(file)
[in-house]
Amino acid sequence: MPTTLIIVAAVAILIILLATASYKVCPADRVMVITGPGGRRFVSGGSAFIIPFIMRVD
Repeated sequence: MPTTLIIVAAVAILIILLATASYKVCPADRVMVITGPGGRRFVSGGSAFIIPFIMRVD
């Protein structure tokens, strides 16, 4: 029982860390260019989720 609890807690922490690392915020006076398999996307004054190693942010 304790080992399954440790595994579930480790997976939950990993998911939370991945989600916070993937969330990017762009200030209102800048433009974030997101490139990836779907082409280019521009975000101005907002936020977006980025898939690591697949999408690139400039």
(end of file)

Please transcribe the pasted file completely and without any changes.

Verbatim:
[in-house]
Amino acid sequence: MPTTLIIVAAVAILIILLATASYKVCPADRVMVITGPGGRRFVSGGSAFIIPFIMRVD
Repeated sequence: MPTTLIIVAAVAILIILLATASYKVCPADRVMVITGPGGRRFVSGGSAFIIPFIMRVD
């Protein structure tokens, strides 16, 4: 029982860390260019989720 609890807690922490690392915020006076398999996307004054190693942010 304790080992399954440790595994579930480790997976939950990993998911939370991945989600916070993937969330990017762009200030209102800048433009974030997101490139990836779907082409280019521009975000101005907002936020977006980025898939690591697949999408690139400039």